Much of the world’s attention will be trained on the presidential election in the United States today. As can be expected, the presidential candidates, Hillary Clinton and Donald Trump, have attracted most of the headlines.
The outcome of today’s election may, actually, mean more only to US citizens, or to people elsewhere who would imagine that the country fulfills the Biblical promise of the New Jerusalem.
Of greater concern, at least to those of us who are concerned with structural power in the global political economy, are the ways in which the US has shaped the rules and institutions of exchange, and how Washington’s military machine has shored up its power.
It does not really matter whether Clinton or Trump becomes president; it is inconceivable that the global political economy will be a better place for most people around the world – well, not any time soon, anyway. If you think this claim of US military adventurism is controversial, perhaps the views of liberalism’s favourite columnist, Thomas Friedman of the New York Times, might help.
“The hidden hand of the market cannot flourish without a hidden fist. McDonald’s cannot flourish without McDonnell Douglas, the designer of the US Air Force F-15. And the hidden fist that keeps the world safe for Silicon Valley’s technologies to flourish is called the US Army, Air Force, Navy and Marine corps.”
My claims of how the US has shored up the post-war order cannot possibly be that forthright. If Friedman’s claim is unconvincing, here is the view of the Provost, and former dean of the School of International and Public Affairs of Columbia University, John Coatsworth.
“Between 1898 and 1994, the US government managed to secure the overthrow of 41 governments . . . in Latin America, an average of one successful intervention every 28 months for an entire century . . . The fact is that the United States has never faced a significant military threat from Latin America.”
There is a mass literature like that produced by the likes of Coatsworth (hardly radical lefties) about the way the US has gone about the world and overthrown governments, fomented civil wars and had a hand in assassinating political leaders. These stories rarely make it, in full context, into our daily news.
It is, of course, quite exciting to focus on Trump’s patent boorishness, his knuckle-dragging politics and closeted bigotry, or on speculations of Clinton’s secrets and lies. There should be no harm in making the claim that either one of them may be as bad for the world as the other.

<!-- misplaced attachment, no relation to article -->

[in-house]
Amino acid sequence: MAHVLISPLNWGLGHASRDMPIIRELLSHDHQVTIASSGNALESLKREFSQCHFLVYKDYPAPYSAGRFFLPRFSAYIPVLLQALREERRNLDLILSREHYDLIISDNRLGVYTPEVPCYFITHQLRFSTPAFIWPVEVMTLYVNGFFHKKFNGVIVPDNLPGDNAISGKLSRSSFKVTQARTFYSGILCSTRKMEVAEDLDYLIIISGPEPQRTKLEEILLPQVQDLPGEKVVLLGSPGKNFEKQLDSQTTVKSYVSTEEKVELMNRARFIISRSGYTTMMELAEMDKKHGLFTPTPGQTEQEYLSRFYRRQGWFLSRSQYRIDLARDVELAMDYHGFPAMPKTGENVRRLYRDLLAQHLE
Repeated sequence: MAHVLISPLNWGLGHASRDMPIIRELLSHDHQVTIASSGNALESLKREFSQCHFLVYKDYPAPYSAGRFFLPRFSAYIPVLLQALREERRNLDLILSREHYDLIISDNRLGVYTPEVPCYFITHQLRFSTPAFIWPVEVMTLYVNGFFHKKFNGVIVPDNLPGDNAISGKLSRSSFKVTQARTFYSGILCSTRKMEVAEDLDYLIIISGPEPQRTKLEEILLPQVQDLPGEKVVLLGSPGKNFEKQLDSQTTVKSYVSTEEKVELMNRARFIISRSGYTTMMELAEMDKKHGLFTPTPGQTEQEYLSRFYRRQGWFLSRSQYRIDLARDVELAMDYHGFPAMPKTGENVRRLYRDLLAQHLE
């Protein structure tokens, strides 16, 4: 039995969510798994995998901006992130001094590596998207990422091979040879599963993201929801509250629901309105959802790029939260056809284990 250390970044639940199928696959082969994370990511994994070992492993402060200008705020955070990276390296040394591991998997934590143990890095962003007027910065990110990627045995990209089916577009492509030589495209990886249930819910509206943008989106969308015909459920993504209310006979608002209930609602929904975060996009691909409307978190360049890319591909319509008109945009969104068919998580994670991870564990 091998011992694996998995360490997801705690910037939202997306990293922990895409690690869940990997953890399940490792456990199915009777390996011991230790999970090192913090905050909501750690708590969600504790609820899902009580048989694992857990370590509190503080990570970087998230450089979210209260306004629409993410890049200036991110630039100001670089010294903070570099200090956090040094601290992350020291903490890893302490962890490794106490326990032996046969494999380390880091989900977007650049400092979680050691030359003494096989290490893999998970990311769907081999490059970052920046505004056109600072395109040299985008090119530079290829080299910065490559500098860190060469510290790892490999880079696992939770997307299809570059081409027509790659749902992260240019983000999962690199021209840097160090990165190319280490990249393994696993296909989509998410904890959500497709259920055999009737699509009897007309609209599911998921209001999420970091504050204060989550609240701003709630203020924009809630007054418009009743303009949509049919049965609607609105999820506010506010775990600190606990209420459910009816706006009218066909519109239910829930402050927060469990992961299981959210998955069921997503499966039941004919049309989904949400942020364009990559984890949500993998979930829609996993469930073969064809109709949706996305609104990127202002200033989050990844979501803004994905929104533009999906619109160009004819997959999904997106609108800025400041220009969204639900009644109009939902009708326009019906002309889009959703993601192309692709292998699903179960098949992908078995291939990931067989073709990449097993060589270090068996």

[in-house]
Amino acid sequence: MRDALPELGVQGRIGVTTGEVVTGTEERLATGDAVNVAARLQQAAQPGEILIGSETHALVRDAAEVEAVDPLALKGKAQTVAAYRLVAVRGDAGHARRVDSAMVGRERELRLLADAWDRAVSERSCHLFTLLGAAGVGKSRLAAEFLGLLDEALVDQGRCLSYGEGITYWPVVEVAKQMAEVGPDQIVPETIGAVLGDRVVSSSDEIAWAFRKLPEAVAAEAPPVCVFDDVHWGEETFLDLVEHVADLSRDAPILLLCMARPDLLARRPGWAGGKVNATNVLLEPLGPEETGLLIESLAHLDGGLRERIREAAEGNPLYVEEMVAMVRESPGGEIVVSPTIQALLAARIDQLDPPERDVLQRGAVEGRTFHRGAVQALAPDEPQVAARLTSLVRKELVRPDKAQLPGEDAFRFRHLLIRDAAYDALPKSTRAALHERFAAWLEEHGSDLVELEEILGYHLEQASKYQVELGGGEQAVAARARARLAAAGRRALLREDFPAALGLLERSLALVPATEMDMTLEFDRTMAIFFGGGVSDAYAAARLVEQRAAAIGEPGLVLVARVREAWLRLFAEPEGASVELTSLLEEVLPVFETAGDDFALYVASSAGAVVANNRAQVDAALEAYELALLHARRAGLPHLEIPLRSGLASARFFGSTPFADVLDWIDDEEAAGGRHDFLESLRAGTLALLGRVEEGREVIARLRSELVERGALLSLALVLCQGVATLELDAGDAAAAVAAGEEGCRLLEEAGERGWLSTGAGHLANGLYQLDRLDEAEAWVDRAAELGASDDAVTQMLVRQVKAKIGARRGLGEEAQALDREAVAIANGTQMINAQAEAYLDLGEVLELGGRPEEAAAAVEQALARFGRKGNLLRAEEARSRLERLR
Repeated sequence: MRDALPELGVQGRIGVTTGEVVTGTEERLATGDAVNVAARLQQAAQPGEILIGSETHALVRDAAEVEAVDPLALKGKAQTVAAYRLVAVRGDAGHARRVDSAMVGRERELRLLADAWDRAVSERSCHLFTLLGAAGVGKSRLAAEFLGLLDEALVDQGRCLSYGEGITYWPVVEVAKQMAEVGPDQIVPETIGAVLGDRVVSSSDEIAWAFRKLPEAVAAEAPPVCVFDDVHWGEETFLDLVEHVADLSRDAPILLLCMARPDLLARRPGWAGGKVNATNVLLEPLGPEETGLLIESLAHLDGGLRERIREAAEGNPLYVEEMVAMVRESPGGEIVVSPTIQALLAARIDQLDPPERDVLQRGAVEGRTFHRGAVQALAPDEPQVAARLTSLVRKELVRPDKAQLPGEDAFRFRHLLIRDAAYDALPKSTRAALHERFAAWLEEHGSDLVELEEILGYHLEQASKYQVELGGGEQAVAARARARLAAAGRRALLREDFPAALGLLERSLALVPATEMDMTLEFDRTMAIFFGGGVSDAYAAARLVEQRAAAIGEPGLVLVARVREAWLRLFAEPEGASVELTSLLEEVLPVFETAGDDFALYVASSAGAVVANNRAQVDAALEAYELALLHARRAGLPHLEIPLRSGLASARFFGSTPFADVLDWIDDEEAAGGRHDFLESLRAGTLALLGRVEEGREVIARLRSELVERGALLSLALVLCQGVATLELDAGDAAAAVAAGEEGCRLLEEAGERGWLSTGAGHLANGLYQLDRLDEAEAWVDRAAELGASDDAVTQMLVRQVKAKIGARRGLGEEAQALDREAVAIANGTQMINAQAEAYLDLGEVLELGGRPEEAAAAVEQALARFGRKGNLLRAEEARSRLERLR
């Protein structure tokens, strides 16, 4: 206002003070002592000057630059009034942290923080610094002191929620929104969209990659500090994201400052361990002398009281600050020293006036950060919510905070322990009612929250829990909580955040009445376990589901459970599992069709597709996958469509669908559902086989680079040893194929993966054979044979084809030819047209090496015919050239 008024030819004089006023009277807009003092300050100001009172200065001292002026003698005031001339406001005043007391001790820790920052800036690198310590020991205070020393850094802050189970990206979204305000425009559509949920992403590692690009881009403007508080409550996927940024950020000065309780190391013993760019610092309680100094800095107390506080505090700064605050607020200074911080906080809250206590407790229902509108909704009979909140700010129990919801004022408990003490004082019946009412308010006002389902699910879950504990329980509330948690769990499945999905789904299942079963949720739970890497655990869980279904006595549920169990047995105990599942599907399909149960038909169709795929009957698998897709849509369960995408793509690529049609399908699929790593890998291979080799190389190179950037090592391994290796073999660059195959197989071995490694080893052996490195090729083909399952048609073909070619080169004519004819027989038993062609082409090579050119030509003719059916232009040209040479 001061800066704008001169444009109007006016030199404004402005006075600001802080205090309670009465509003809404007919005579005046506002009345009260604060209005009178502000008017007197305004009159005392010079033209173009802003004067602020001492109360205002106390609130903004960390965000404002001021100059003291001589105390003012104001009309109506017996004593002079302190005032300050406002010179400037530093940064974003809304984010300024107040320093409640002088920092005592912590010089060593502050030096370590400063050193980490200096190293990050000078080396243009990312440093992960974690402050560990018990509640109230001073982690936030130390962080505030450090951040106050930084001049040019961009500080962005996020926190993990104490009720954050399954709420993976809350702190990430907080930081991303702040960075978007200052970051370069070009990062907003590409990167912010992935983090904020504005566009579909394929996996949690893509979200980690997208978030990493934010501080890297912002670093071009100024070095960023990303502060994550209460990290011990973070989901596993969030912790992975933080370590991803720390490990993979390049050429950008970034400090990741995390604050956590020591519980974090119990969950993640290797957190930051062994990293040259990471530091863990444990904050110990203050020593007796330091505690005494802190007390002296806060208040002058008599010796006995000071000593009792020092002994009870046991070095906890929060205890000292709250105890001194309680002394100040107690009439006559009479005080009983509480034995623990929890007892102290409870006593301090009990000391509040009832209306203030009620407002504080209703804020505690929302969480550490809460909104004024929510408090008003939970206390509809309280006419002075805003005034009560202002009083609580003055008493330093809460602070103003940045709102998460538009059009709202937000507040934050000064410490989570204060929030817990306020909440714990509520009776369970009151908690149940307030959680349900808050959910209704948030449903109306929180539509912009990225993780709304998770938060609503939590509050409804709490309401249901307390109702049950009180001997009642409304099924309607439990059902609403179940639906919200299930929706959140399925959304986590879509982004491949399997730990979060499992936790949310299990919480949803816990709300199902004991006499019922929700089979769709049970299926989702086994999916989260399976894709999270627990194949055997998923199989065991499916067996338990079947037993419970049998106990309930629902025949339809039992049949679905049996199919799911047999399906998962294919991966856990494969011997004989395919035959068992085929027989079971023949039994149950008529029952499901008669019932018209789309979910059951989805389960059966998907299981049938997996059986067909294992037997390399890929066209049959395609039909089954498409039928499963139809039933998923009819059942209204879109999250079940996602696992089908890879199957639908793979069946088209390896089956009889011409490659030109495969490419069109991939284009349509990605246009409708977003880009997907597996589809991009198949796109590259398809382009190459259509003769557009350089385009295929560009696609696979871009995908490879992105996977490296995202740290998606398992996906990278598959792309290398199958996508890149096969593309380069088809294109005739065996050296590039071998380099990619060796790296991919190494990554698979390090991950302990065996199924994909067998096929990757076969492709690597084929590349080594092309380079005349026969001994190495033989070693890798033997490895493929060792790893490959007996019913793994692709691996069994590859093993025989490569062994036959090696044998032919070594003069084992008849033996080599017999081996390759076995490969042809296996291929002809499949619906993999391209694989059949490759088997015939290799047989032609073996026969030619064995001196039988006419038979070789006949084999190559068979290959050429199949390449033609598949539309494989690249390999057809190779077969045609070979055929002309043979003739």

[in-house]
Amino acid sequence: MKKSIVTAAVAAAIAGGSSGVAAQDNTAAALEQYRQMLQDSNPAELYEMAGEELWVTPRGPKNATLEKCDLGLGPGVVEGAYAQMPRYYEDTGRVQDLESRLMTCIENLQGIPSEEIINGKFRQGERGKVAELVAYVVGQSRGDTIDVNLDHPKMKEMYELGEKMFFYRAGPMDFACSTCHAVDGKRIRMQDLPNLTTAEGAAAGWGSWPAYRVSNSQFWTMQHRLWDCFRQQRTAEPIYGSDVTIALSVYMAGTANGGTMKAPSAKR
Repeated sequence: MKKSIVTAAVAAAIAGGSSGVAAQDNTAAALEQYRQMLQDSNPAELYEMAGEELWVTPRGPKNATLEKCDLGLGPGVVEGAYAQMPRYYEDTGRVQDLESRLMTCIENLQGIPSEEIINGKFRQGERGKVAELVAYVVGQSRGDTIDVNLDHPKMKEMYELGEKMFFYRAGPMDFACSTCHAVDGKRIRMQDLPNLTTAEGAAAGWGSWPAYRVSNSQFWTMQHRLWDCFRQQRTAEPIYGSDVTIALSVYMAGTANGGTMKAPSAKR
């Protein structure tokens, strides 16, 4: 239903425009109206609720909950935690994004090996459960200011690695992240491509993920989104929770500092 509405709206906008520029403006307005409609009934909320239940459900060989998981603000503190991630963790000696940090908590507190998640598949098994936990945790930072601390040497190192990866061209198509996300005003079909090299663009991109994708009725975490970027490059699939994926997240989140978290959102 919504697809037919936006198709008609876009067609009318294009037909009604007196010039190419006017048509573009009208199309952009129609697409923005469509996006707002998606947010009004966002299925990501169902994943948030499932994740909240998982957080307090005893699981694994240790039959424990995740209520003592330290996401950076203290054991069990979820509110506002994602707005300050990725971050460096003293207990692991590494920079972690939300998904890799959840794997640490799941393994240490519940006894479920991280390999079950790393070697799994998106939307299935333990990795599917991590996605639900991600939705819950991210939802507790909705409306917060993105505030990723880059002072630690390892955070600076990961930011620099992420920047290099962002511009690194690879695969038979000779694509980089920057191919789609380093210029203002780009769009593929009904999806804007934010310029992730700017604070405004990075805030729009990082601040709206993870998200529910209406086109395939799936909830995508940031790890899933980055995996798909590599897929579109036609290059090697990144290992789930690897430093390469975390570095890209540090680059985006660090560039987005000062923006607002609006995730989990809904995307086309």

Consider the hope and promise (which I did not share) when Barack Obama became president in 2008; over next eight years the US ramped up drone killings and targeted assassinations abroad that would make George W Bush look good.
We should not be afraid to discuss these things in public without, ourselves, slipping into ugly chauvinism, conspiracy theories and jingoism.
As with most of these things, among any of the fundamentalisms, there is always a sanitised, theoretical explanation that helps the worst villains get away with things.
For instance, in theory, the role that the US has played in shaping the rules of the global political economy is considered necessary, and based on three main things – the actual will to do it, the ability to print money for global transactions (and serve as the lender of last resort), and the provision of military power to secure this order. That, anyway, is what the textbooks tell us.
Strategically ignored, of course, is that the US is a law onto itself, least of all because it will not be held accountable to international institutions like, say, the International Criminal Court. In practice, it means that there is no material force in the world that is great enough to stop the US.
It also means that it really does not matter who the next president of the US will be – the US has positioned itself to be beyond whatever laws may govern the world. And for as long as the dollar remains the global currency, and the US has the military power, things will carry on as they have since the end of World War 2. Some people may think this is a good thing, others may think differently.
The long view of history shows that for most of the past 500 years the European world, starting with the Portuguese in the 15th century, has dominated international trade and financial flows (mostly from behind the barrel of a gun) and now that global power is shifting eastward, very many people are unhappy.
If Clinton and Trump do share anything, it would be a Ptolemaic parochial view of their country – the belief that everything in the world is, or should be, about preserving the American way of life.
The reality is that one of them will be appointed commander-in-chief of the world’s largest military machine. This is nought for the comfort of those who do not share their views.